Preparation of LEBT—Liposomes containing butorphanol tartrate were prepared by use of dehydration-rehydration method as described previously for oxymorphone.23,24,29 Powdered butorphanol tartratec (59.64 mg) was dissolved in 1mM sodium citrate buffer (pH, 4.0) to form a 12.5mM solution of butorphanol. The solution was sterilized by use of a 0.22-μm-pore diameter filter.d A film containing 80 μmol of egg phosphatidylcholine was dried onto the walls of an 18 × 160-mm screw-capped culture tube by use of a rotary evaporator; the water bath temperature was set at 37°C. The dried film of egg phosphatidylcholine was overlaid with the butorphanol solution. The mixture was sonicated in a cylindrical bathe for 10 minutes; transferred to sterile, round-bottomed flasks; frozen in a dry ice and isopropanol bath; and lyophilized for 24 to 48 hours. The lyophilized mixture was rehydrated for 30 minutes with 0.5 mL of sterile, distilled water for irrigation to form liposomes. After hydration, the liposomes were diluted with 9.5 mL of sterile physiologic saline solution and 10mM acetate buffer (saline solution-acetate buffer [pH, 4.0]). Liposomes were centrifuged for 10 minutes at 1,000 × g, and the excess buffer containing unencapsulated drug was removed by aspiration. The resulting pellet was resuspended in 9.5 mL of fresh saline solution-acetate buffer, then was sedimented twice more as described. After the third sedimentation, liposomes were resuspended in 2 mL of fresh saline solution-acetate buffer and stored at 5°C. Liposome preparations were analyzed for their butorphanol content after solubilizing 200 μL of the liposome preparation in a solvent solution containing 600 μL of methanol and 200 μL of chloroform and agitating the solution gently on a test tube vortex. The solution was placed in a cuvette, and the concentration was determined by its absorbance with the use of a millimolar extinction coefficient of 1.437 cm−1 at an absorbance of 281 nm. Saline solution-acetate buffer suspended in the same solvent solution was used as a blank. Liposomes containing saline solution (ie, LV) were used as negative controls for in vivo experiments for comparison.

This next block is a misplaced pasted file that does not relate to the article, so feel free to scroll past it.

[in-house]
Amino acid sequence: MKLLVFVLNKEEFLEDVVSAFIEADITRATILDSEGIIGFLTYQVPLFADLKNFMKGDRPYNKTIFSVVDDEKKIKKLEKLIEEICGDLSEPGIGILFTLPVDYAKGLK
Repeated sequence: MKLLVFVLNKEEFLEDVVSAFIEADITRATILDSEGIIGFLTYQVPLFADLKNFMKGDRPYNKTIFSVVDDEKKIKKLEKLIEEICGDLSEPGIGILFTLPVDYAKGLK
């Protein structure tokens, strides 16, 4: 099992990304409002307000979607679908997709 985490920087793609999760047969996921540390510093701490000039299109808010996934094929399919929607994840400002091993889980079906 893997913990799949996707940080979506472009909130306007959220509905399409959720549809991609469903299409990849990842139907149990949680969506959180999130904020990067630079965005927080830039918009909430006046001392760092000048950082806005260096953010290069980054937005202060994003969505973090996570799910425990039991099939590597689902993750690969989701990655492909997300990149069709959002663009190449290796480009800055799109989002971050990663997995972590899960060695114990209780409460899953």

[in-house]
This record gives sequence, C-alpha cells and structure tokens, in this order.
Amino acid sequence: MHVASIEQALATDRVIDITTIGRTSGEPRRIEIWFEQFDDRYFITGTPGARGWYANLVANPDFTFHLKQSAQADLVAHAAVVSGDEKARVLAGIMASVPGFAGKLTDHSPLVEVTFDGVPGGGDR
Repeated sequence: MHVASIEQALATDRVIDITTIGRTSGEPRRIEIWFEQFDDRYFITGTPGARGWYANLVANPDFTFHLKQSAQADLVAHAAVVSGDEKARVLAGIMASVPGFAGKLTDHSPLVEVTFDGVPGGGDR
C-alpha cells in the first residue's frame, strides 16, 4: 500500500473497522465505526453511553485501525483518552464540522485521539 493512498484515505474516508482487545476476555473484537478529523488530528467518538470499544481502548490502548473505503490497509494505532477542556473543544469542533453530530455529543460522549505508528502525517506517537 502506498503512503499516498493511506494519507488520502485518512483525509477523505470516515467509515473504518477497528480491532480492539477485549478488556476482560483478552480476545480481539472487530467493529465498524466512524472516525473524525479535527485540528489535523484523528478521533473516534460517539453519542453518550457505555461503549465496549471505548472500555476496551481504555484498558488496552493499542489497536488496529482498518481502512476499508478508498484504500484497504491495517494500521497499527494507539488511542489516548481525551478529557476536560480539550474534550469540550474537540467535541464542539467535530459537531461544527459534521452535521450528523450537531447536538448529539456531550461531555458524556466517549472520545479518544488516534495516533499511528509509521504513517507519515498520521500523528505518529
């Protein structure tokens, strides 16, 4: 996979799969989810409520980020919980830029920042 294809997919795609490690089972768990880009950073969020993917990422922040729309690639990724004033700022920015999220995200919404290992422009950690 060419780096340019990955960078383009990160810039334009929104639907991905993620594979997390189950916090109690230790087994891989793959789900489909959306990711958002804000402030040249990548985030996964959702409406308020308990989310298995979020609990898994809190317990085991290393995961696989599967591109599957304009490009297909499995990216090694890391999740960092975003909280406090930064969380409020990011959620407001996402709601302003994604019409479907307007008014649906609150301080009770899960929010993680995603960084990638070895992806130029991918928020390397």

In vitro release kinetics of LEBT—Cellulose dialysis tubing was prepared by boiling it in EDTA solution and storing it in sterile physiologic saline solution, as previously described.23,24 Sections of dialysis tubing were filled with either 0.319 mL of serum from a clinically normal Hispaniolan parrot and 0.181 mL of butorphanol liposomes suspended in saline solution-acetate buffer or an equal volume of saline solution-acetate buffer alone. The end of the dialysis tubing was tied, and the bag was placed in 9.5 mL of sterile saline solution for irrigation in a 50-mL conical centrifuge tube. Tubes were prepared in duplicate and placed on a rotary agitator at 20°C. At 3 hours, then daily for 7 days, an aliquot of buffer was removed and placed in a cuvette, and the absorbance at 281nM was determined by use of a spectrophotometer. Each day, the dialysis bag was transferred to a fresh tube containing 9.5 mL of saline solution and replaced on the agitator.30